This just in, from the Washington Post:
The Bush administration today issued a sweeping new regulation that protects a broad range of health care workers — from doctors to janitors — who refuse to participate in providing services that they believe violates their personal, moral or religious beliefs.
The controversial rule empowers federal health officials to cut off federal funding for any state or local government, hospital, clinic, health plan, doctors’ office or other entity if they do not accommodate employees who exercise their “right of conscience.” It would apply to more than 584,000 health care facilities.
“Doctors and other health care providers should not be forced to choose between good professional standing and violating their conscience,” Health and Human Services Secretary Mike Leavitt said in a statement.
The regulation, which was issued just in time to take effect in the 30 days before the change of administrations, was sought by conservative groups, abortion opponents and others as necessary to safeguard workers from being fired, disciplined or penalized in other ways.
Women’s health advocates, family planning proponents, abortion rights activists, members of Congress and others condemned the regulation, saying it would create major obstacles to a variety of health services, including abortion, family planning, end-of-life care and possibly a wide range of scientific research.
We knew this was coming, despite strong opposition to the rule — including 200,000 commments filed against it.
The rule goes into effect in 30 days, just days before President-elect Barack Obama’s inauguration. The agencies and medical facilities affected have until Oct. 1, 2009 to provide written certification of their compliance. If they don’t comply, they risk losing federal funding.
It’s mind-boggling that this became a priority of the Bush administration in its final months. In addition to the real harm this will cause both men and women seeking safe and honest health information and services, it’s also going to cost a projected $44 million to implement and wreak havoc with employment regulations.
And it’s not going to reduce abortions; it will be a funding sinkhole, just like abstinence-only programs.
“The new regulations will make it especially difficult for some 17 million low-income women to get the family planning services and information they need to prevent unintended pregnancy,” said Debra Ness, president of the National Partnership for Women & Families.
The American College of Obstetricians and Gynecologists, American Medical Association, National Association of Chain Drug Stores and American Hospital Association opposed the rule, as did three officials from the Equal Employment Opportunity Commission — including its legal counsel, who was appointed by President Bush. In fact, the EEOC critics warned the proposal would overturn 40 years of civil rights law prohibiting job discrimination based on religion.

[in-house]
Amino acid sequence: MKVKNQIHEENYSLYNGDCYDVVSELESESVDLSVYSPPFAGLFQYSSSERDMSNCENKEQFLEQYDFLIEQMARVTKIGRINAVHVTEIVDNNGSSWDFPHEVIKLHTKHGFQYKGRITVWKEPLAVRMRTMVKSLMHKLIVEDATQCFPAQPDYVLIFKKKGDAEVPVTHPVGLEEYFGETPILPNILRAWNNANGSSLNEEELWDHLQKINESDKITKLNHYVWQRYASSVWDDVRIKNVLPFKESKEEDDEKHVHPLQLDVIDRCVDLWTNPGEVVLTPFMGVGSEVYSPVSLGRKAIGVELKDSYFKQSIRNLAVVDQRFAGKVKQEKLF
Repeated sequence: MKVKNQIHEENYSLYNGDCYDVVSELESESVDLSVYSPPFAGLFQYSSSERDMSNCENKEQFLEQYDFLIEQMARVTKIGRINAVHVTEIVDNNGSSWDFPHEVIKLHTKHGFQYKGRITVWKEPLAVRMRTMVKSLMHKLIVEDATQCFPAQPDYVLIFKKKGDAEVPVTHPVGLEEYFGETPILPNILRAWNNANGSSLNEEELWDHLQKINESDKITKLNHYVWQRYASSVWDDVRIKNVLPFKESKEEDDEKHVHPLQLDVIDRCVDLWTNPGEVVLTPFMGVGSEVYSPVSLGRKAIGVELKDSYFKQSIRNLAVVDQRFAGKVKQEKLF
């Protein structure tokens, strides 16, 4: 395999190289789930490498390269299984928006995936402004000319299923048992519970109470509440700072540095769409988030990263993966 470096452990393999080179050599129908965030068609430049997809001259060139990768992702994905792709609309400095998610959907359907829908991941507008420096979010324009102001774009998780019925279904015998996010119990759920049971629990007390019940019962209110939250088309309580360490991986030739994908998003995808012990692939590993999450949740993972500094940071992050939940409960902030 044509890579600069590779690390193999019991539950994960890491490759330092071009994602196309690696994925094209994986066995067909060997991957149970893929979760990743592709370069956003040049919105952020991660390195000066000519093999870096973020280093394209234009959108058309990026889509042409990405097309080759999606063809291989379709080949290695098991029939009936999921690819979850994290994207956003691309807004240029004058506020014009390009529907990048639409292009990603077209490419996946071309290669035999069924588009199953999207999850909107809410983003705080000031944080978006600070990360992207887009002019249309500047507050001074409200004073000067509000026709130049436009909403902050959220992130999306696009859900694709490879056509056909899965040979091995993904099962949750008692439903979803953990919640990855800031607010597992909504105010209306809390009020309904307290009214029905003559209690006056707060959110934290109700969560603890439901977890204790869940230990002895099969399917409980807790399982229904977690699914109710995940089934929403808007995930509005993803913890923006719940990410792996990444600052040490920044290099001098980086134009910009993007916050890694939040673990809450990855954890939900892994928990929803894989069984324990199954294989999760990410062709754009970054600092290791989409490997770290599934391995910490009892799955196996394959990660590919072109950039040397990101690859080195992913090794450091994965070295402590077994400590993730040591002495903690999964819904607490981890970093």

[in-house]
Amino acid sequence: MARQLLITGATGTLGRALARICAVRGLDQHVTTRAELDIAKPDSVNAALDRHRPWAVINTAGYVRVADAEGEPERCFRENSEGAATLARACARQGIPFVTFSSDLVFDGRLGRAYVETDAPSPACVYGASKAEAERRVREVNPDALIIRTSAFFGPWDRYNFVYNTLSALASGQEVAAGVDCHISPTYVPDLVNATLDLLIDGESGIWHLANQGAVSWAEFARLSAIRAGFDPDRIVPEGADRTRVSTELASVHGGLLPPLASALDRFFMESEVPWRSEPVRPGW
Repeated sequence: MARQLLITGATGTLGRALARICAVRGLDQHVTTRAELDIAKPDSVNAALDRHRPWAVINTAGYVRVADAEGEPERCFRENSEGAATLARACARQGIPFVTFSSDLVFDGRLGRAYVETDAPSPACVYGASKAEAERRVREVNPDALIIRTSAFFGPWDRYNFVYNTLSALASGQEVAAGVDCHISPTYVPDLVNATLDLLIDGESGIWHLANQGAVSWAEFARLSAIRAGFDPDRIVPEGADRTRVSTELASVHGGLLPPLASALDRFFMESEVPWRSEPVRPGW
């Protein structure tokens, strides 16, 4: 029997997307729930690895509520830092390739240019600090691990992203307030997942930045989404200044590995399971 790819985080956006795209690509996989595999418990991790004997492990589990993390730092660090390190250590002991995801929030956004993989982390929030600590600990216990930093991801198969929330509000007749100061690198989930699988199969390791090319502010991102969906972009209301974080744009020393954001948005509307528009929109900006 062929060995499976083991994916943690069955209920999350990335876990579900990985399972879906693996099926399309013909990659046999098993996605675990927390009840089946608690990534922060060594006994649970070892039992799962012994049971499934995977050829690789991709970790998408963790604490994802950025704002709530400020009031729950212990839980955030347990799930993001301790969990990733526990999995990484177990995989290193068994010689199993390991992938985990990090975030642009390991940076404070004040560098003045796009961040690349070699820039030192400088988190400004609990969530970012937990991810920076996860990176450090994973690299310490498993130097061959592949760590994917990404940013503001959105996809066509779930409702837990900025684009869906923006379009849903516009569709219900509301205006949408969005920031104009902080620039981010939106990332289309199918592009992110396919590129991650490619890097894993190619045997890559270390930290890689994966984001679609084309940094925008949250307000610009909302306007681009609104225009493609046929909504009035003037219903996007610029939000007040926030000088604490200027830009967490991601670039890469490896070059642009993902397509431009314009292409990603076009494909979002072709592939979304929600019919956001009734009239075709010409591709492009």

In addition, 28 senators, more than 110 House members and 13 state attorneys voiced their opposition.
About that public comment period, Emily Douglas writes today:
The administration made almost no substantive changes to the regulation following the period of public comment, says Adam Sonfield, senior public policy associate at the Guttmacher Institute. “The 200,000 comments in opposition to the rule they dismiss,” says Sonfield. “They pretend to respond directly to them, but they actually don’t.” The only major substantive change the administration made to the rule is to expand the definition of the workforce the rule applies — for instance, it now includes contractors.
So what’s next? The Wall Street Journal reports that the new Obama administration has already begun “considering how and when to undo it,” but the story also notes that it won’t be easy to undo.
“The rule could be blocked by Congress, or Health and Human Services could begin the laborious process of issuing a new regulation reversing course. Officials close to the transition have signaled that they intend to begin the regulatory process anew,” writes Laura Meckler.
Douglas explains the process in more detail:
The rule must now be submitted to both the Government Accountability Office and both houses of Congress. Congress has a period of time to review the rule (and because of the timing of the rule’s publication, this period will stretch into the 111th Congress), during which time a motion to disprove can be introduced. If the motion to disprove is passed by both houses of Congress and signed by the President, the rule cannot be enforced or defended in court. If this avenue fails, Congress could refuse to appropriate funds for implementation of the rule, or Congress could pass the legislation introduced by Sens. Hillary Clinton and Patty Murray that would prohibit HHS from implementing the regulation.
Here’s Clinton’s statement concerning the legislation she and Murray introduced.
Related: For more background, our previous posts on this topic are listed here, along with Rachel Maddow’s interview with Princeton political science professor Melissa Harris-Lacewell, who further explains what’s at stake.